It’s time for a national skills and experience strategy.
In the midst of the COVID-19 pandemic, Canadians are retiring or are being laid off in greater numbers and taking their much-needed skills and experience out of the workforce. At the same time, many others are facing career disruptions and have had to quickly retool just to survive.
As we work towards a long-term economic recovery, policy makers and postsecondary institutions need to ensure younger learners and mid-career professionals are acquiring the right mix of skills for the future. Often forgotten in the discussion around skills development are the critical ‘soft skills’ that are essential to every workplace and much sought-after by employers.
It’s time for a national skills and experience strategy that includes a framework to credit soft skills in order to better address skills gaps across the country and prepare students for jobs of the future.
What are ‘soft skills’?
Soft skills are non-technical, developed capacities that an individual must have to be effective in a job. Unlike technical skills, soft skills traditionally lack a crediting framework due to the difficulty in quantifying them. Employment and Social Development Canada’s pan-Canadian skills taxonomy, which describes hundreds of skills and competencies, includes examples of soft skills such as social perceptiveness or emotional intelligence, communication, critical thinking and problem solving.
A recruitment shift is underway where employers are emphasizing “fit,” asking job candidates about their ability to work in diverse teams and changing environments.
Currently, many employers are spending significant time, energy and resources re-building individuals’ skillsets, changing their mindsets and fostering a culture teamwork. Such ‘soft’ skills and experiences should be table stakes for students who graduate from Canadian postsecondary institutions.
The federal Minister of Employment, Workforce Development and Disability Inclusion, Carla Qualtrough, should introduce a formal measuring and recognizing of skills — including soft skills — that learners acquire during their postsecondary studies.
It is time for the Minister to act as the driver and invite academic institutions and industry to come together and create a universal framework starting with a common language of definitions and an accepted method to measure these skills. Only then can our academic institutions and employers plan more effectively to allocate critical skills needed to ensure short-term economic recovery from the pandemic and long-term Canadian prosperity.
Without an objective measure to quantify the skills demanded by labor markets, postsecondary institutions cannot accurately assess demand for critical skills.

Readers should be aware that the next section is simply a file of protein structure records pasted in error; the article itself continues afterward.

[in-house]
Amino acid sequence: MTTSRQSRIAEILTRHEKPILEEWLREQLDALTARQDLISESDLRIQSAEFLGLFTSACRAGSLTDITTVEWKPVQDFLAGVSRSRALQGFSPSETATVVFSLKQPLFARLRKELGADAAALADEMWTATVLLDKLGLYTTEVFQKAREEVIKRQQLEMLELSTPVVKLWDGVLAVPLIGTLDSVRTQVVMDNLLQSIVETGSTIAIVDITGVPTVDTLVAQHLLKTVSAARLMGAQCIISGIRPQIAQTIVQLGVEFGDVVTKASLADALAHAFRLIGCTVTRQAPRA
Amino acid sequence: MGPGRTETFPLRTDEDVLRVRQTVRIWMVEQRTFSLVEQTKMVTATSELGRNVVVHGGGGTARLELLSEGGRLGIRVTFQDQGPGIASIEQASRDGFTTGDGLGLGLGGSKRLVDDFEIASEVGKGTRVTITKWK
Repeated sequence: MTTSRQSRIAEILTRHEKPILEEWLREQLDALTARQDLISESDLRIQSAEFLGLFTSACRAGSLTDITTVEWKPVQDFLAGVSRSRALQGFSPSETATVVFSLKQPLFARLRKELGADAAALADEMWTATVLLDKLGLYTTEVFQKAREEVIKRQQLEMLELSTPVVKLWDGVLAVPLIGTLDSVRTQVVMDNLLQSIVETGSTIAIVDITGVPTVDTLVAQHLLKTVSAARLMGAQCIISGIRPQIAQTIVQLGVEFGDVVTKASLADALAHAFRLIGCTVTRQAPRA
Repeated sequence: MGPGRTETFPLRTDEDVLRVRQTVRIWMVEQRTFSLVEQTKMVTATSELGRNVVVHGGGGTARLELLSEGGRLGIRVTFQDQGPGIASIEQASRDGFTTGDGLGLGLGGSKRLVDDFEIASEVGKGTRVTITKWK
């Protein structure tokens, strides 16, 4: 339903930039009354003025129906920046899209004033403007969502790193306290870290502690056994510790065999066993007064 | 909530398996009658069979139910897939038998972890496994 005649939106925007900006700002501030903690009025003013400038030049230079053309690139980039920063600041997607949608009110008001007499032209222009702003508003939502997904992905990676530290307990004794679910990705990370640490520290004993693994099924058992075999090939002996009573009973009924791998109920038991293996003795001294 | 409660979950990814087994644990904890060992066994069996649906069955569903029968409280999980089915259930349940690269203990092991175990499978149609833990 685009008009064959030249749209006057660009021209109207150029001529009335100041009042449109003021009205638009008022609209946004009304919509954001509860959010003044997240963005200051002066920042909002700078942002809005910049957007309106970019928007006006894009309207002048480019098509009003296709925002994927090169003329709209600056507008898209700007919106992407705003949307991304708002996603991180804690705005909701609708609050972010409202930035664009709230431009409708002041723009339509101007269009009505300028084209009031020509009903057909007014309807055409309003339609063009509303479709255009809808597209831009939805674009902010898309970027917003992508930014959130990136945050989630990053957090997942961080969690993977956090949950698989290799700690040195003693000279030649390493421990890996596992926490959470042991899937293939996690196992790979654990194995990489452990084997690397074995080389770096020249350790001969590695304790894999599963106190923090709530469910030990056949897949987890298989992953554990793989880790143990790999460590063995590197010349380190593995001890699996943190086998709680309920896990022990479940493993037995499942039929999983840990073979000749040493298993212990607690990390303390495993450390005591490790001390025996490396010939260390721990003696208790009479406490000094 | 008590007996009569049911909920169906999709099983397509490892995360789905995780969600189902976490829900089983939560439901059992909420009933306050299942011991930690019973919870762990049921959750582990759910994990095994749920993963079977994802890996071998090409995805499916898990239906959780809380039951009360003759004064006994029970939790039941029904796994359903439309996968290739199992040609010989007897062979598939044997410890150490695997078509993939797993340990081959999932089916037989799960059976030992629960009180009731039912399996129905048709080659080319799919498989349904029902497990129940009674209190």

A team at Seneca has started to investigate using AI and machine-learning techniques to quantify both technical and soft skills acquired across its programs. The goal is to discover soft skills gaps and create soft skills pathways between programs. The work also explores the probability of job disruption due to computerization and generates actionable intelligence to identify soft skill gaps. The methodology uses Employment and Social Development Canada’s standard pan-Canadian skills taxonomy and is one example of how to establish a common measure of soft skills that can be used across academic institutions and industries.
Part of the necessary shift is thinking about traditional postsecondary programs in a non-traditional way; that is, looking at the underlying skills and experiences within an academic program, quantifying these, and aligning them to job classification systems. This approach allows someone to not only bring their resume to a job interview but also provide a prospective employer with a tangible list of skills and work experience that relate to a specific position.
A national skills and experience strategy would provide a common catalogue from which postsecondary educators could build curricula and students would graduate with foundational skills and literacies that are clearly articulated for employers to assess.
When a learner graduates, there is no formal record of them ever acquiring these sought-after skills, along with their formal credential. Without a measure to quantify the amount of skills acquired by learners, labor markets cannot gauge the supply of these skills from academic institutions. The market for transferable skills remains opaque. This ultimately limits our ability to address skills gaps across sectors in a changing, struggling economy — during and after the pandemic.
The systematic inability to formally articulate, teach and recognize soft skill drastically hampers shifts we need to make to develop and recognize human capital in the 21st century.